Part 40: Stuck in the house
One aspect of growing old, for animals and us humans, is that joints wear out. Osteoarthritis is characterized by loss and/or degeneration of the cartilage in joints. The process is accompanied by osteophytes — new bone growth where it is not wanted or needed, the body’s unfortunately ineffective effort to immobilize the joint and stop continued wear and tear. This is a problem I am quite familiar with, having treated many old dogs, cats and horses trying to alleviate the pain and discomfort associated with the condition.
For several years I suffered from severe osteoarthritis in my left ankle, necessitating the use of a cane and even with that I was unable to walk Charlize for more than a few blocks without considerable discomfort. Two columns ago I wrote about the surgery I underwent in an effort to do something about the problem. The aftercare for the procedure involves 10 to 12 weeks, or more, of no weight bearing on the operated leg.
The surgery was done on Oct. 9, the initial cast was removed on Oct. 22 and I was fitted with a plastic boot. I get around on crutches and something called a “knee scooter” that is kind of fun to scoot around on. However it is a bit of a hassle to get up and down stairs with the knee scooter, as in impossible. It is also difficult to get the scooter in my vehicle and take out again while managing crutches. I do have a problem with allowing people to help me, something my sons are constantly giving me grief about. Can’t help it, it’s the way I am.
One of the smarter things I did was to hire a very nice young lady to just be around if I need her. She helps out during the day, walks Charlize, does some chores and errands and keep me company. My regular cleaning lady also stepped up to help the old man manage. An added benefit is the 16-month old daughter of my helper. I was, somehow, smart enough to insist that she shouldn’t pay a babysitter, just bring the baby with her. I relate well to animals, young and old, and to small children. The little girl is a happy — no, joyous — child who speaks a language that not even her mother understands. She loves Charlize and Charlize reciprocates. She keeps me smiling whenever she is here with her mother almost every day.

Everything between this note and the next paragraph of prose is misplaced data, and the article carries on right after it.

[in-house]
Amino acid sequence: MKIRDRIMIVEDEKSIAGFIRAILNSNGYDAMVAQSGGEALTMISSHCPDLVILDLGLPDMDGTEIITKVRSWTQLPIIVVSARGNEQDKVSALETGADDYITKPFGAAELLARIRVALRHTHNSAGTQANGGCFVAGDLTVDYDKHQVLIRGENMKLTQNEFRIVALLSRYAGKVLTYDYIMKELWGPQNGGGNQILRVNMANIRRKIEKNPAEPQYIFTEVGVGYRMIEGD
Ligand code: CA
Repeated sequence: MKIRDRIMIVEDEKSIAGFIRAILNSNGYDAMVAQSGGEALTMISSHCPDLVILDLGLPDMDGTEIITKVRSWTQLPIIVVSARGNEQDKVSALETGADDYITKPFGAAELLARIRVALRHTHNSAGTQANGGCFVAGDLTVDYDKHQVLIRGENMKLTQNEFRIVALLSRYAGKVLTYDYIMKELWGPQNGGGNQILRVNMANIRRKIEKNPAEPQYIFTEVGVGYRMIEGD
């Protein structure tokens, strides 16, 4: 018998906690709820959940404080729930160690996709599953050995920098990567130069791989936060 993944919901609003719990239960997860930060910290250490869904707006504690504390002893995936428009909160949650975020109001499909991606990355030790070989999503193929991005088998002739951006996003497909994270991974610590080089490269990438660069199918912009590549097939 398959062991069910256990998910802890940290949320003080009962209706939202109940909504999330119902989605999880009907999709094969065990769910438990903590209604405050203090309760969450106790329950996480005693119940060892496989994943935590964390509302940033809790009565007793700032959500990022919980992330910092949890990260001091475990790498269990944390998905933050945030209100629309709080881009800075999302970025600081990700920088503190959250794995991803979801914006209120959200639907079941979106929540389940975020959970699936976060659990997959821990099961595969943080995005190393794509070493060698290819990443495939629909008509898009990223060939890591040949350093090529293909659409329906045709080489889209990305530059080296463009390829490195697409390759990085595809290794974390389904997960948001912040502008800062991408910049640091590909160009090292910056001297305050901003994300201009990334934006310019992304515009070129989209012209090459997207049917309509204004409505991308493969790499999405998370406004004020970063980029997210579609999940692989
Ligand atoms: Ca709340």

The first couple of weeks post-op were not fun, post-op pain masked by the mind-numbing effects of the painkillers prescribed along with the side effects of those opioids. I was able to stop taking them in just a few days but the toughest part was sleeping on my back with the leg elevated for the first two or three weeks. Got past that and am now able to sleep on my side again, what a relief!
The next obstacle was getting out of — and then back into — the house, negotiating the two steps down into the garage. After the weeks of not being able to get out, I was suffering significant cabin fever. Perseverance and practice with the crutches finally paid dividends when I realized I had to trust the crutches to hold me up, balance by holding the bad leg forward and swinging down or up instead of trying to hop. Once out of the house and into the vehicle, driving is not a problem since it is my left leg and the vehicle has an automatic transmission. Maneuvering on crutches to be able to get into the vehicle also took practice but I am free again! Able to get to the Corner Coffee Café for my regular fix, take myself on errands, including grocery shopping — a chore I found to be very difficult to assign to others since my habit is to go to the store with a list of things I’m out of, but to shop for inspiration of what to prepare.
Throughout this experience, Charlize has been good. She loves going for her twice-a-day walks with my helper and I’m hoping it won’t be too long before I will be able to reclaim that time with her. When we are alone in the mornings and evenings she is very attentive and obviously concerned about me. I’ve been having long conversations with her about the resumption of our travels. I think she misses the open road as much as I do. We still have another four to six weeks of no weight bearing to get through and I’m hopeful we will be back to some semblance of normality afterwards.
— By Dr. David Gross
After his losing his wife of 52 years to cancer, Dr. David Gross has embarked on an extended road trip with his new dog, Charlize, and is writing about his experiences.